Author Contributions: Conceptualization: K.C., C.R.P., A.C.P.P., J.T.L., and C.H. Data curation: K.B.-H., A.C.P.P., and J.T.L. Formal analysis: K.C., K.B.-H., A.C.P.P., and J.T.L. Funding acquisition: K.C. and C.R.P. Investigation: A.C.P.P. and J.T.L. Methodology: K.C., A.C.P.P., and J.T.L. Project administration: K.C., A.C.P.P., and J.T.L. Software: K.C., A.C.P.P., and J.T.L. Supervision: K.C. and C.H. Visualization: K.B.-H. Writing - original draft: K.C. and K.B.-H. Writing - review and editing: K.C., K.B.-H., C.R.P., A.C.P.P., J.T.L., and C.H. 
Data Availability: All experimental materials, code, and raw data are available via the Open Science Framework: https://osf.io/gtusw/
Commercial relationships: none. 
Corresponding author: Kait Clark. 
Email: kait.clark@uwe.ac.uk. 
Address: University of the West of England, Department of Health and Social Sciences, Coldharbour Lane, Bristol, BS16 1QY, UK. 
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Figure 1.
 
Example trials of the behavioral tasks. Note. (A) An example trial of the UFOV task with the number four as the central target, and a peripheral target 7.07 degrees from fixation among 23 distractors. (B) An illustration of the random dot stimulus patch. (C) An example trial of the MOT task with five target circles among five distractor circles. (D) An example trial of the VWM task depicting a five-item change trial.
Figure 1.
 
Example trials of the behavioral tasks. Note. (A) An example trial of the UFOV task with the number four as the central target, and a peripheral target 7.07 degrees from fixation among 23 distractors. (B) An illustration of the random dot stimulus patch. (C) An example trial of the MOT task with five target circles among five distractor circles. (D) An example trial of the VWM task depicting a five-item change trial.
Figure 2.
 
Reliability of the key measures from the motion coherence (A), multiple-object tracking (B, C), useful visual working memory change detection (D), and useful field of view (E, F, G, H) tasks. Note. Red markers indicate mean group performance from sessions 1 and 2. Error bars show ± standard error of measurement (SEM). Black markers indicate individual participant scores for session 1 and session 2; where multiple participants have the same score, black markers overlap.
Figure 2.
 
Reliability of the key measures from the motion coherence (A), multiple-object tracking (B, C), useful visual working memory change detection (D), and useful field of view (E, F, G, H) tasks. Note. Red markers indicate mean group performance from sessions 1 and 2. Error bars show ± standard error of measurement (SEM). Black markers indicate individual participant scores for session 1 and session 2; where multiple participants have the same score, black markers overlap.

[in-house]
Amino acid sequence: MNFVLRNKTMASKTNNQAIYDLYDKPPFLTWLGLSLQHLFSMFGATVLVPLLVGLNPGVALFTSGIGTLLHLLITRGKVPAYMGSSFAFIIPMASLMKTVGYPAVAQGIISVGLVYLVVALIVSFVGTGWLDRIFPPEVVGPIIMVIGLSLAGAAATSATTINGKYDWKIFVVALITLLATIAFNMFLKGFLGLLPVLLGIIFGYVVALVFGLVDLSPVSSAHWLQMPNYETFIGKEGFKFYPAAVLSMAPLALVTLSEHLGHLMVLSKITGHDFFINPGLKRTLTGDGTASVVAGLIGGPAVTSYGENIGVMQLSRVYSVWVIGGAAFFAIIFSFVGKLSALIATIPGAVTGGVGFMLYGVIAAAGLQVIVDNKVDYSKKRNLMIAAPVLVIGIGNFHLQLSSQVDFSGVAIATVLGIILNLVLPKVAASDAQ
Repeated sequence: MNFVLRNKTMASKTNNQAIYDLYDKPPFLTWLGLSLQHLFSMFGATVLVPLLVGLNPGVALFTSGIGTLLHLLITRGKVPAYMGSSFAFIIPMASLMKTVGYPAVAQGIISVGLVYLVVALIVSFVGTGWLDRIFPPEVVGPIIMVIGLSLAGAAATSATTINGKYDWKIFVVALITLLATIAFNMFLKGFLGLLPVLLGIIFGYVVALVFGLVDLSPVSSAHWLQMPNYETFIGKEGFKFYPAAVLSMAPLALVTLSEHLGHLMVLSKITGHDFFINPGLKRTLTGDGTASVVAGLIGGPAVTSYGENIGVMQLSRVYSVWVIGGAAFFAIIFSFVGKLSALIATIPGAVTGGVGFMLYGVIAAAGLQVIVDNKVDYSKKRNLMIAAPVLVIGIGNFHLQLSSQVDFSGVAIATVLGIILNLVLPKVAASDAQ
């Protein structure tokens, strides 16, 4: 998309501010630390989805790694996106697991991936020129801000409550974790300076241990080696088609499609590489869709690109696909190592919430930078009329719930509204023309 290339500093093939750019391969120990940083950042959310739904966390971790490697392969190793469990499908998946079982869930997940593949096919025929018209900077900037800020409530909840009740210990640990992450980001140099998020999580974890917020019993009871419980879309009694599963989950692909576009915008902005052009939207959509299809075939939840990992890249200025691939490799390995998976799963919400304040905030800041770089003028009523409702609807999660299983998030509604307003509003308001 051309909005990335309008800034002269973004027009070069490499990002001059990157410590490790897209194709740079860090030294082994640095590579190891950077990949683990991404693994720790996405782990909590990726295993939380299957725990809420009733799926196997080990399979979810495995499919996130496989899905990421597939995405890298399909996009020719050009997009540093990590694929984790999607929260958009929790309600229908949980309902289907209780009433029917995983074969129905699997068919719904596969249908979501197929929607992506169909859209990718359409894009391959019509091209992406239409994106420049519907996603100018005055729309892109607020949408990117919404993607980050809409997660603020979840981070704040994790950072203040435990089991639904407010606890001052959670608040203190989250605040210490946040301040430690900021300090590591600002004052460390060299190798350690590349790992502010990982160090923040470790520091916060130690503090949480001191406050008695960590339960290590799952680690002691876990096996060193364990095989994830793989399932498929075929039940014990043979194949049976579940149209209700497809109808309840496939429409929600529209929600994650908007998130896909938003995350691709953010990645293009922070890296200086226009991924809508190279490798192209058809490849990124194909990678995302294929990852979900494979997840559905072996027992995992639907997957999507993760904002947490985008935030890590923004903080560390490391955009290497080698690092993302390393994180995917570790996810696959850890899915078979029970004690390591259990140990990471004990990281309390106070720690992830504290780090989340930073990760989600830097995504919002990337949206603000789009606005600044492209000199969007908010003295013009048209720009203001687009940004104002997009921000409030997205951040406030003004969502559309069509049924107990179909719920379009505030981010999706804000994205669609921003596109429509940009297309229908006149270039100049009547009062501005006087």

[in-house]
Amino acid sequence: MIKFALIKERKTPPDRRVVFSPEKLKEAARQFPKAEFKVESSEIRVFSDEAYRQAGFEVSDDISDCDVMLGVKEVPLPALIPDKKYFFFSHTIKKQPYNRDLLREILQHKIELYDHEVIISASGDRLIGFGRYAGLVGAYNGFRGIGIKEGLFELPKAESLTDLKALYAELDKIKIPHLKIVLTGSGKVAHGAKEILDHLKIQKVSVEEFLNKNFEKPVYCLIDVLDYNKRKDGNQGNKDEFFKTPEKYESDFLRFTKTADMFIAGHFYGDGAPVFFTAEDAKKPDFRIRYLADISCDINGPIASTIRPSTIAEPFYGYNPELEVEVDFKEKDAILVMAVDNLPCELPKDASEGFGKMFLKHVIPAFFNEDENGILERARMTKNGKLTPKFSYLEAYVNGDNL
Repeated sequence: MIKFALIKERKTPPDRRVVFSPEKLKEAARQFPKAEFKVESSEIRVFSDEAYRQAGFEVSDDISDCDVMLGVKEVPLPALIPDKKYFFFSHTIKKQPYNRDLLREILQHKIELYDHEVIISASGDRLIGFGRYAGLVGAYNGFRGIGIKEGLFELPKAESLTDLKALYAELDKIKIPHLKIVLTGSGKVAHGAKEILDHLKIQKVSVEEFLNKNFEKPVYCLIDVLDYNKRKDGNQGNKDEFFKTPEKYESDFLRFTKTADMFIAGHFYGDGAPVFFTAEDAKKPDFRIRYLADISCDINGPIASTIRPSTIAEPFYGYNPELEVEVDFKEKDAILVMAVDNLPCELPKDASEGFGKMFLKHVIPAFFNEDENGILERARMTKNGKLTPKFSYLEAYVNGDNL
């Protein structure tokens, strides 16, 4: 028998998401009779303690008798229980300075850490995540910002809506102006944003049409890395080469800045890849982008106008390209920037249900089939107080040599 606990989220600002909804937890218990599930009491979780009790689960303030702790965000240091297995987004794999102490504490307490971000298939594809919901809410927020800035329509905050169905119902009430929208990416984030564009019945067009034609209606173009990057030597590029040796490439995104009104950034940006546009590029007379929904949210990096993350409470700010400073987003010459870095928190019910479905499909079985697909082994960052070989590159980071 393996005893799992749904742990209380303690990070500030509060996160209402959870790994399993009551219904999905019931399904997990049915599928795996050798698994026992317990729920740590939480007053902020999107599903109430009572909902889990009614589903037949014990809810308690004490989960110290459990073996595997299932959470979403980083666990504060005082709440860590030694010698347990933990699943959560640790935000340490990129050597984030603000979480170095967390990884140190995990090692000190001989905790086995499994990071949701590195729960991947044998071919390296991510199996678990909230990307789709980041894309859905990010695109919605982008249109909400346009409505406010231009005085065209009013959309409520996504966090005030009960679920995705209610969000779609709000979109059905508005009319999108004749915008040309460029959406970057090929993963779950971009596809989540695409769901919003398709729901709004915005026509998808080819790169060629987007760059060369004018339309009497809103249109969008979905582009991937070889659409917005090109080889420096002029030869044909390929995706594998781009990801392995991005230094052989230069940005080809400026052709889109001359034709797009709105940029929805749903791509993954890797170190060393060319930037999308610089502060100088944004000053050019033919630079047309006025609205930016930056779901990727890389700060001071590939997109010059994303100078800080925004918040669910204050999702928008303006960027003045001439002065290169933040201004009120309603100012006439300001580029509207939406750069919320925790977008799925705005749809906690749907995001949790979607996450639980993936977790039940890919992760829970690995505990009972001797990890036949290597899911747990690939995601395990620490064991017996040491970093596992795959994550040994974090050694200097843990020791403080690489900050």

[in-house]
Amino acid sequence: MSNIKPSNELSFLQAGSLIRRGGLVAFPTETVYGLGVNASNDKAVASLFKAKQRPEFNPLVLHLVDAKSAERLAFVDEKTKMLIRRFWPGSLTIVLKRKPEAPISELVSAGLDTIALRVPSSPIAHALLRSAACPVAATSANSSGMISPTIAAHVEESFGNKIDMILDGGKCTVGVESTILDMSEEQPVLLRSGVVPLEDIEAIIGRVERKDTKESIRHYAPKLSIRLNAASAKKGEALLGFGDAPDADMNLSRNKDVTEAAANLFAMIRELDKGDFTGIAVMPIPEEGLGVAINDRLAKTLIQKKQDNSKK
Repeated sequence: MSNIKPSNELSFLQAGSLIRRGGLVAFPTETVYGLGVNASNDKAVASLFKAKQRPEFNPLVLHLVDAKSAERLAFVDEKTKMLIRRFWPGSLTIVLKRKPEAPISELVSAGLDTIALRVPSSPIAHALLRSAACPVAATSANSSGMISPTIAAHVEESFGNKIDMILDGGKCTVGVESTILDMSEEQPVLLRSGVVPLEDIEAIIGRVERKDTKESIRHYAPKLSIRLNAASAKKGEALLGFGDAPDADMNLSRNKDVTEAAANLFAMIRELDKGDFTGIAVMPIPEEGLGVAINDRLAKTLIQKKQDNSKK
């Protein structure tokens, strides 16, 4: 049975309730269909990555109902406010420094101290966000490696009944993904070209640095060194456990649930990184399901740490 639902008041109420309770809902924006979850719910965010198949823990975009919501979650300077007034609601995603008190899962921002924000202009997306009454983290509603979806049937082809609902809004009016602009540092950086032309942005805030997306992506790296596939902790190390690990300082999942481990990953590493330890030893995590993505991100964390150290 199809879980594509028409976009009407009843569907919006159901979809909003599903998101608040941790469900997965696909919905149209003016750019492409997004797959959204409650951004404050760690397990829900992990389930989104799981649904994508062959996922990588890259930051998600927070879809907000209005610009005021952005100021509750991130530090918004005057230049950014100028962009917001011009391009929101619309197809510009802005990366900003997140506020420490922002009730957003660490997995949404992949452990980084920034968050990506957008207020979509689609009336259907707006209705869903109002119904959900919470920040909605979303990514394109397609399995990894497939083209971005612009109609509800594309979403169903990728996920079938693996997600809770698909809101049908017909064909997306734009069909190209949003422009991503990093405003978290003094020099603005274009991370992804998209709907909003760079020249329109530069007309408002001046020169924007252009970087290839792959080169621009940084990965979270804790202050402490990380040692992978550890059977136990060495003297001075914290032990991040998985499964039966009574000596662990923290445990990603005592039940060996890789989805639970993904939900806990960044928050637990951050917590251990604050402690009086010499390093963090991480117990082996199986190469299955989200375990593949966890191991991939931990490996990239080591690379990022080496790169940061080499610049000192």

Figure 3.
 
Variance components of the ICC for each behavioral measure. Note. The relative size of the variance components for each measure reported. The bar sizes are normalized according to the total variance for the measure and subdivided by variance accounted for by differences between participants (white), differences between sessions (grey), and error variance (black).
Figure 3.
 
Variance components of the ICC for each behavioral measure. Note. The relative size of the variance components for each measure reported. The bar sizes are normalized according to the total variance for the measure and subdivided by variance accounted for by differences between participants (white), differences between sessions (grey), and error variance (black).
Table 1.
 
Average intraclass correlation coefficient (ICC) and 95% CI observed in simulated data. Note. The “True r” refers to a correlation imposed in the simulated data.
Table 1.
 
Average intraclass correlation coefficient (ICC) and 95% CI observed in simulated data. Note. The “True r” refers to a correlation imposed in the simulated data.
Table 2.
 
Means (SD) for measures of the motion coherence (MoCo), useful field of view (UFOV), multiple-object tracking (MOT), and visual working memory (VWM) tasks.
Table 2.
 
Means (SD) for measures of the motion coherence (MoCo), useful field of view (UFOV), multiple-object tracking (MOT), and visual working memory (VWM) tasks.
Table 3.
 
Intraclass correlations (ICC) and Spearman's Rho correlation estimates for the motion coherence (MoCo), useful field of view (UFOV), multiple-object tracking (MOT), and visual working memory (VWM) tasks.
Table 3.
 
Intraclass correlations (ICC) and Spearman's Rho correlation estimates for the motion coherence (MoCo), useful field of view (UFOV), multiple-object tracking (MOT), and visual working memory (VWM) tasks.
Table 4.
 
Summary of test-retest reliability from the literature. Note. *Clarke et al. (2022) re-analyzed data from Hartkamp and Thornton (2017) to estimate test-retest reliability for the foraging paradigm. The 95% confidence interval for Pearson's correlation coefficient. Reliability for 500 ms angry condition reported.
Table 4.
 
Summary of test-retest reliability from the literature. Note. *Clarke et al. (2022) re-analyzed data from Hartkamp and Thornton (2017) to estimate test-retest reliability for the foraging paradigm. The 95% confidence interval for Pearson's correlation coefficient. Reliability for 500 ms angry condition reported.